In dusty dresser drawers and moldy boxes across America, hidden treasure awaits those faced with sorting the possessions of our loved ones who have passed from this world. That treasure could be something valuable like an heirloom owned by a relative, a bespoke horological masterpiece, or a gold retirement watch.

A baggy of watches from secret watch graveyard

A baggy of watches from secret watch graveyard

Or, you could discover that the bedside dresser was really just a junk drawer. If you are looking to find something valuable then finding a zip lock baggy of busted watches is the last thing you might want to see. However, the value can be relative because we attach keepsake value to items that our loved ones wore. It becomes a part of their identity that gets flashed into our memories of yesteryear. Each of the photos below shows my father with a different watch. I don’t think they lasted too long with him.

The oldest photo of my father wearing a watch is from 1962 in the lower left.

The oldest photo of my father wearing a watch is from 1962 in the lower left.

My parents were not wealthy people. They spent every dime that they had to raise four kids and later a few grandchildren. I honestly don’t know how they provided such a wonderful childhood for us, but we never wanted for anything or felt neglected. Their choices in timepieces were strictly utilitarian… especially for my father who would put them through the ringer as a marine biologist, teacher and camp director.

My Mom and Dad who is wearing one of his typical digital watches

My Mom and Dad who is wearing one of his typical digital watches

As such, he never really stuck with just one watch. When one broke, he would replace it. Over the years, I remember seeing some quartz department store watches and digital cheapos that one might find in a drugstore. So what did I find in the sock drawer? Read on…

American made Westclox Scotty wind up pocket watch. Its tick is thunderous

American made Westclox Scotty wind up pocket watch. The tick that it makes is thunderous!

The largest discovery was a loudly ticking pocket watch named a Westclox Scotty. It sounds like that “60 Minutes” watch that they show on TV. This is the last version that Westclox made which dates it somewhere between 1974 and 1990. It was manufactured in the United States… Remember that the U.S. used to make many of things before MADE IN CHINA became the norm.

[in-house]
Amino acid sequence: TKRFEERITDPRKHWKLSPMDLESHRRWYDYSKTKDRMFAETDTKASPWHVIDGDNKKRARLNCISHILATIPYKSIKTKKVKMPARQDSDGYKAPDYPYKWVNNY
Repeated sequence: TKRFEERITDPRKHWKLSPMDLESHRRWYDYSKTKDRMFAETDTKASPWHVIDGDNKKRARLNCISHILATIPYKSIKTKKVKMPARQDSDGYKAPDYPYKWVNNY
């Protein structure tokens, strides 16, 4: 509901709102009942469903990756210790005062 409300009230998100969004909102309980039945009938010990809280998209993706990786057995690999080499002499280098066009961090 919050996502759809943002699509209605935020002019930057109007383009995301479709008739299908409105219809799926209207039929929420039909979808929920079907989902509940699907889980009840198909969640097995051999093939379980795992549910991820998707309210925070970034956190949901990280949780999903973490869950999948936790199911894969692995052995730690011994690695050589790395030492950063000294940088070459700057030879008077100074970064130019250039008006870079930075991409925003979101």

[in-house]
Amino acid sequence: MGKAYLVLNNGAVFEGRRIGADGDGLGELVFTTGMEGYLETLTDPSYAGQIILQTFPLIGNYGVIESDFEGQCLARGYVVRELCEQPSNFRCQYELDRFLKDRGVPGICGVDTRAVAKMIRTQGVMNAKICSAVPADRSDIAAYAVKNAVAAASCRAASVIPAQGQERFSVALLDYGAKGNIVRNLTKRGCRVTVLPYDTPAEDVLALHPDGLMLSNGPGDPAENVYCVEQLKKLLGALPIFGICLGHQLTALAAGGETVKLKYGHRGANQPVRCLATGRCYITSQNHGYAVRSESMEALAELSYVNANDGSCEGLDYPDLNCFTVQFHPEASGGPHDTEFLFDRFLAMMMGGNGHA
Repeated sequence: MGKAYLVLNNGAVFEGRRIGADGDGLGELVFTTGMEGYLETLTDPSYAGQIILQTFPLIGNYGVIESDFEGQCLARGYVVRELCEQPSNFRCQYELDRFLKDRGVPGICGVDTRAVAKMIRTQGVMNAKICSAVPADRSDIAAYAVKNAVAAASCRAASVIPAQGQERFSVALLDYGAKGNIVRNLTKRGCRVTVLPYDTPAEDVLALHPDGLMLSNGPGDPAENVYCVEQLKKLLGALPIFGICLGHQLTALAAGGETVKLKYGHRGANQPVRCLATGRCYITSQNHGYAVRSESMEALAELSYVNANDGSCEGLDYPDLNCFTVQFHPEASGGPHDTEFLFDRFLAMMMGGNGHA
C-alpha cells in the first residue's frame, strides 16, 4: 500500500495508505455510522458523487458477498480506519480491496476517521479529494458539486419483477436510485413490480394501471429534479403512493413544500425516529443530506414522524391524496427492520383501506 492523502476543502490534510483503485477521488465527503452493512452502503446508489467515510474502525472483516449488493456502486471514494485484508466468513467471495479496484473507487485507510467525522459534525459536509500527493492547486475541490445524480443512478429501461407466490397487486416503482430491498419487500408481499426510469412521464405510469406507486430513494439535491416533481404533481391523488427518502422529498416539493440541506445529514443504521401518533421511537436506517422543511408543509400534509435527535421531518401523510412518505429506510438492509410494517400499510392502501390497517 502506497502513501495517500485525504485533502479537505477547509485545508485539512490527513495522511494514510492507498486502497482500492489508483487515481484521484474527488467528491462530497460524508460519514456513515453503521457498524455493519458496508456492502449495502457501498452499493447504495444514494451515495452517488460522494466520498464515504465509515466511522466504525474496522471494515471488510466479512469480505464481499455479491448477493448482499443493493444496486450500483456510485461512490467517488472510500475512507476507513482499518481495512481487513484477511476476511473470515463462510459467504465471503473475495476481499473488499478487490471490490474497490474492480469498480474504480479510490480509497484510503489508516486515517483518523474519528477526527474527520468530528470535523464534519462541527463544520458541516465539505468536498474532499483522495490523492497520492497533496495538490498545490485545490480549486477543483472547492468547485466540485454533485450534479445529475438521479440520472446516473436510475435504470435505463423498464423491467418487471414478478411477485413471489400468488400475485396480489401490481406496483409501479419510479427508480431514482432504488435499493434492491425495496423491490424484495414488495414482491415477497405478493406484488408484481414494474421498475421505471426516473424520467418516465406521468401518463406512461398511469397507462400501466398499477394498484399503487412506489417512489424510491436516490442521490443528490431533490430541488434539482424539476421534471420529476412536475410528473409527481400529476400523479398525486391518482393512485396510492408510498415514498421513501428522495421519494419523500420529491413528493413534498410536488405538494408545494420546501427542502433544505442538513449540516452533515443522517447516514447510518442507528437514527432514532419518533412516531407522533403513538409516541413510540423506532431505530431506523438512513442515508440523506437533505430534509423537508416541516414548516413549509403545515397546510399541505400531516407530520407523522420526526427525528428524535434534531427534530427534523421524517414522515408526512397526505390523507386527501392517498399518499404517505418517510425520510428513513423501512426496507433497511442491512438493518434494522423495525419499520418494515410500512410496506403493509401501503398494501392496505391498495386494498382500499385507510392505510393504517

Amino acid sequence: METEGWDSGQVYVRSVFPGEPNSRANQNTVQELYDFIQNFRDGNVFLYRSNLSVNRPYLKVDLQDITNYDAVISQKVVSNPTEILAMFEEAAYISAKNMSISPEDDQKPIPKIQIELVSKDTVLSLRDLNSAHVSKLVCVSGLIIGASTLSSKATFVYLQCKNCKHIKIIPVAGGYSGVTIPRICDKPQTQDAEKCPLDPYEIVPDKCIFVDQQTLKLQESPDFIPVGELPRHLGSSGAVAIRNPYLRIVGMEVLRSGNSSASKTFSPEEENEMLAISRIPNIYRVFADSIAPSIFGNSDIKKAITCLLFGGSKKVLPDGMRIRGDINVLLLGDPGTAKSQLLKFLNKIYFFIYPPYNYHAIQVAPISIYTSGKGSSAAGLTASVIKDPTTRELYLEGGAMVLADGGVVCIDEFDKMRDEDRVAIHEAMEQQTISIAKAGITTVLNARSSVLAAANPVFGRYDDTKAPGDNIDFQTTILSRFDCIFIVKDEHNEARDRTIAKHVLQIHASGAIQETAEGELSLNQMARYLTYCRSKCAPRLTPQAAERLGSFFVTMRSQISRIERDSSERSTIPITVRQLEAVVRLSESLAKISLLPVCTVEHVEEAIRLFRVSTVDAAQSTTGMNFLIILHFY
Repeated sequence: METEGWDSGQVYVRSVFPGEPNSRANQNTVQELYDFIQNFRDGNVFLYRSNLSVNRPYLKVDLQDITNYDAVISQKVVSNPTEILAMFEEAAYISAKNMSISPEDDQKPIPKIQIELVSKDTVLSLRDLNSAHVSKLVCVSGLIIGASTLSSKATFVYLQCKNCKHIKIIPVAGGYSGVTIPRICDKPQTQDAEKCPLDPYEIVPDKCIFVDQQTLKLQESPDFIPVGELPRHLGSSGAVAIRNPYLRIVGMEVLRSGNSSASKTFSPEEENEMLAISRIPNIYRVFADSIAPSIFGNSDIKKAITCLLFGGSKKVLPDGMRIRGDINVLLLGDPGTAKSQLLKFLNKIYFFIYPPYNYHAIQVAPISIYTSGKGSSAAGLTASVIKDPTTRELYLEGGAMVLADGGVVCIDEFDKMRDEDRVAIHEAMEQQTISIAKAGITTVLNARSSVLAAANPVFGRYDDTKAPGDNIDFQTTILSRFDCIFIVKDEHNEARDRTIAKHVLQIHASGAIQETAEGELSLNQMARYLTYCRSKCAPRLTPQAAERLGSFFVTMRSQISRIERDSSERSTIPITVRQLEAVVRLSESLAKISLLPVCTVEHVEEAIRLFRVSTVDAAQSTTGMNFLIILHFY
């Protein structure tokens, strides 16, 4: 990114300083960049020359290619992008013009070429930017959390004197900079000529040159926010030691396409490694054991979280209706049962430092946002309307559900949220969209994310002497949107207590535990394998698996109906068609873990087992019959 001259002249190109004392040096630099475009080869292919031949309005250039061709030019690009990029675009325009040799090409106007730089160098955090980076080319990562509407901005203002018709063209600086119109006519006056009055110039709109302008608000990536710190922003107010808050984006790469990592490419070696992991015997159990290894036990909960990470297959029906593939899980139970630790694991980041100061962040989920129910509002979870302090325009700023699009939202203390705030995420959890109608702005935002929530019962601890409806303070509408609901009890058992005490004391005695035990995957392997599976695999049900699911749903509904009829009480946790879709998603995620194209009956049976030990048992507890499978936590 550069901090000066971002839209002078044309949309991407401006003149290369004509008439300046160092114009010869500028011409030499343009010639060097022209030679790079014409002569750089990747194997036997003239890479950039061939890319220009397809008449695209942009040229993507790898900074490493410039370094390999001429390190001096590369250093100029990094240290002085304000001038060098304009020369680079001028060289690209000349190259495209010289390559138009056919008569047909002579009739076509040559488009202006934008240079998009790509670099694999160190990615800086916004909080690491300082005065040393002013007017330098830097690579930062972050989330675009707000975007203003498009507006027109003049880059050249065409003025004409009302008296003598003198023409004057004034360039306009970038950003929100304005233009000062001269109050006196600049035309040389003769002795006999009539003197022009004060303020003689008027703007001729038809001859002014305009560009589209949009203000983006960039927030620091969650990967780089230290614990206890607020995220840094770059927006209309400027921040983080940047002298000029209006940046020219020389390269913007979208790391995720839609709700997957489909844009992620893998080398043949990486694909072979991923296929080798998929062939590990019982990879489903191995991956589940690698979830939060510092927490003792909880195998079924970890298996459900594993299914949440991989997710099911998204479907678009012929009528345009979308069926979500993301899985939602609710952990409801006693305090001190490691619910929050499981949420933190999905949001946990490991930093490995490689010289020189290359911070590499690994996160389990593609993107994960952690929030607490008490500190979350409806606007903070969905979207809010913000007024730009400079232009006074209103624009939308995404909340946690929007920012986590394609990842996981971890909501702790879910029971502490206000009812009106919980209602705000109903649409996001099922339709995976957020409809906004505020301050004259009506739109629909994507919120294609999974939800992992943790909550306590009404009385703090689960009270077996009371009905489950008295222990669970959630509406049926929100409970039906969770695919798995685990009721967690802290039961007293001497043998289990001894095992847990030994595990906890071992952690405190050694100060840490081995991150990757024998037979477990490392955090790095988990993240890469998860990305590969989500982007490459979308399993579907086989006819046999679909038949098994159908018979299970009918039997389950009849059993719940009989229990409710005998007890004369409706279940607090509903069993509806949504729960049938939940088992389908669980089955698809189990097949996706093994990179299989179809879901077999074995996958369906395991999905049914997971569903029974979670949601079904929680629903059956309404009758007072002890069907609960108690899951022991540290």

This is one confusing watch with Geneva, Japan Movt and Gold Bless America

This is one confusing watch with Geneva, a Japan movement, and Gold Bless America

Next, I found a USA flag watch with an identity crisis. On the back, this watch reads “Geneva” (which everyone should realize is located in Switzerland), but then it reads JAPAN MOVT. On the front, it has GOD BLESS AMERICA. Now my question is… which God? Would it be the Christian God in Switzerland and the U.S. or the Shinto and Buddhist gods worshiped in Japan.

Talk about wearing one’s religion on his wrist!

Talk about wearing one’s religion on his wrist!

Speaking of religion, I found the ultimate memory aid…. a watch with the names of disciples on it, plus the image of Jesus. If only forgetful students had this in Catholic school, the nuns might not be inclined to smack their knuckles with a ruler. On the back, you can read that this lovely design was not made in heaven, but Hong Kong with a Japanese movement.

I am not sure if this was a result of my Dad wearing it or if he picked it up off the ground.

I am not sure if this was a result of my Dad wearing it or if he picked it up off the ground.

The Casio shown above is so damaged that either my Dad had a rough day collecting specimens in the field or he picked it up on the beach because he liked the way it looked. He was an amazing packrat of a collector. While it may seem strange to save this, the watch looks like it has quite a story to tell.

My Dad’s Seiko SQ 100

My Dad’s Seiko SQ 100

Perhaps my favorite find was my Dad’s Seiko SQ 100 quartz watch with day and date. I seem to remember him wearing this or one like it. The crystal and electroplating show this was a “wearer”.

The electroplating was worn off. This watch got used

The electroplating was worn off. This watch got used

The case back is missing but that reveals the interesting digital innards. I wonder if it would work if I found a case back and added a battery? Hmmm… I might have to try that.

Inside of the vintage Seiko. It is missing a battery holder and the case back.

Inside of the vintage Seiko. It is missing a battery holder and the case back.

So, did I find treasure? Just getting into the “off-limits” drawer to poke around was satisfying. It was a look into trinkets and souvenirs of a lifetime. But the answer is YES. I did find a gold plated Longines quartz watch that was owned by my grandfather in the early 1980s and passed to my father. One of the last requests that he had for me was to find it, but that is a different story for another article coming soon.

This small Longines watch was owned by both my father and grandfather.

This small Longines watch was owned by both my father and grandfather.

Andrew Hughes

Author Andrew Hughes

A graphic designer and photographer in Atlanta, Georgia who came down with a serious obsession for things that wind up, tick and tell time.

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